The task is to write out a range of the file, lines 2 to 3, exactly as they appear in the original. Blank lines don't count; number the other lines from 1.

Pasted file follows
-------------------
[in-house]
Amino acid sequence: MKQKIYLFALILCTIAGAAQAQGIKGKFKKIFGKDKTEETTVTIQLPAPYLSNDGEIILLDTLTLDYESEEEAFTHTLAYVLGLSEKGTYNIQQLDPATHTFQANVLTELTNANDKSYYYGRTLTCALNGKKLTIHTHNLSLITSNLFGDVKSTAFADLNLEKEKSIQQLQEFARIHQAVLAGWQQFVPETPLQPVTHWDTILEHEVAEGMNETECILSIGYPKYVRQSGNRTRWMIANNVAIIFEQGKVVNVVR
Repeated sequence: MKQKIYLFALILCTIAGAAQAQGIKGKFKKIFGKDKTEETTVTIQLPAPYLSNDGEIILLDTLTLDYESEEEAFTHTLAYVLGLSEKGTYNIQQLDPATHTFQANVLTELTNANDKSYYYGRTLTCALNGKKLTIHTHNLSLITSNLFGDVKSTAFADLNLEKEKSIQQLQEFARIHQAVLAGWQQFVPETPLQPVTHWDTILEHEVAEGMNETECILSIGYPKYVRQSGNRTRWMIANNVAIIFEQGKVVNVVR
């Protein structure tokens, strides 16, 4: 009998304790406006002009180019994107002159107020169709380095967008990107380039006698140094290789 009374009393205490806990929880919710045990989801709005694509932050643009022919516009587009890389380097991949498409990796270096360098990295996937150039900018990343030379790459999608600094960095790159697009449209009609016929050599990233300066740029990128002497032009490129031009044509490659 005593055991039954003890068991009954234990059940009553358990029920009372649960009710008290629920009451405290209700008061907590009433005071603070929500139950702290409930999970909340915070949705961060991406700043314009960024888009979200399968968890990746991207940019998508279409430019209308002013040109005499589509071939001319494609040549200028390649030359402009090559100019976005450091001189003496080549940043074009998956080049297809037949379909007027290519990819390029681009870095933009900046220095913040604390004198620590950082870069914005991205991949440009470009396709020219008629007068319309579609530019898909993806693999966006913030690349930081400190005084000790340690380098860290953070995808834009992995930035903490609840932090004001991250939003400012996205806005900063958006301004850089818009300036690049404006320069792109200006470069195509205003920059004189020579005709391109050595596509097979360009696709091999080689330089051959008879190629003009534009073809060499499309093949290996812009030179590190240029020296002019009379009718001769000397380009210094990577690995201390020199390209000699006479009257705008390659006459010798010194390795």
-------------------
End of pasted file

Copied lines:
Amino acid sequence: MKQKIYLFALILCTIAGAAQAQGIKGKFKKIFGKDKTEETTVTIQLPAPYLSNDGEIILLDTLTLDYESEEEAFTHTLAYVLGLSEKGTYNIQQLDPATHTFQANVLTELTNANDKSYYYGRTLTCALNGKKLTIHTHNLSLITSNLFGDVKSTAFADLNLEKEKSIQQLQEFARIHQAVLAGWQQFVPETPLQPVTHWDTILEHEVAEGMNETECILSIGYPKYVRQSGNRTRWMIANNVAIIFEQGKVVNVVR
Repeated sequence: MKQKIYLFALILCTIAGAAQAQGIKGKFKKIFGKDKTEETTVTIQLPAPYLSNDGEIILLDTLTLDYESEEEAFTHTLAYVLGLSEKGTYNIQQLDPATHTFQANVLTELTNANDKSYYYGRTLTCALNGKKLTIHTHNLSLITSNLFGDVKSTAFADLNLEKEKSIQQLQEFARIHQAVLAGWQQFVPETPLQPVTHWDTILEHEVAEGMNETECILSIGYPKYVRQSGNRTRWMIANNVAIIFEQGKVVNVVR